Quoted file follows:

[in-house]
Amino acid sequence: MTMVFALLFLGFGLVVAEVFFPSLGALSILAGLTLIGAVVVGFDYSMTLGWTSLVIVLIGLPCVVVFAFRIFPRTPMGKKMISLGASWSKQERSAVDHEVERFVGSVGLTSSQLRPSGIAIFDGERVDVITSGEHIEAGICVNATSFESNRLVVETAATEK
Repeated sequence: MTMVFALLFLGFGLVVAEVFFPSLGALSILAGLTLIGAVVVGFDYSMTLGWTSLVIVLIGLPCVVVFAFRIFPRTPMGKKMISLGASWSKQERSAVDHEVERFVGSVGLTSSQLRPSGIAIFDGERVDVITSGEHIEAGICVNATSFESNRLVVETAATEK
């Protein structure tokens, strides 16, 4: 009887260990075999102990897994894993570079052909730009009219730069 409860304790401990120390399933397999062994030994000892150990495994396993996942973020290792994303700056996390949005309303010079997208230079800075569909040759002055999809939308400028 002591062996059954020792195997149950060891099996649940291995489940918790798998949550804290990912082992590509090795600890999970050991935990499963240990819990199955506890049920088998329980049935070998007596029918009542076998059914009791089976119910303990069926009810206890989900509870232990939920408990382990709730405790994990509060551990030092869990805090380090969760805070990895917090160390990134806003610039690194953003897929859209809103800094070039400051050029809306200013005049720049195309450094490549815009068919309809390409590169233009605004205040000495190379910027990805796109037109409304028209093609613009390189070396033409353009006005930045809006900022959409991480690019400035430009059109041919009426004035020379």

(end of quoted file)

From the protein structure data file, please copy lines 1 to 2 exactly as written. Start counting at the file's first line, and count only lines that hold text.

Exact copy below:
[in-house]
Amino acid sequence: MTMVFALLFLGFGLVVAEVFFPSLGALSILAGLTLIGAVVVGFDYSMTLGWTSLVIVLIGLPCVVVFAFRIFPRTPMGKKMISLGASWSKQERSAVDHEVERFVGSVGLTSSQLRPSGIAIFDGERVDVITSGEHIEAGICVNATSFESNRLVVETAATEK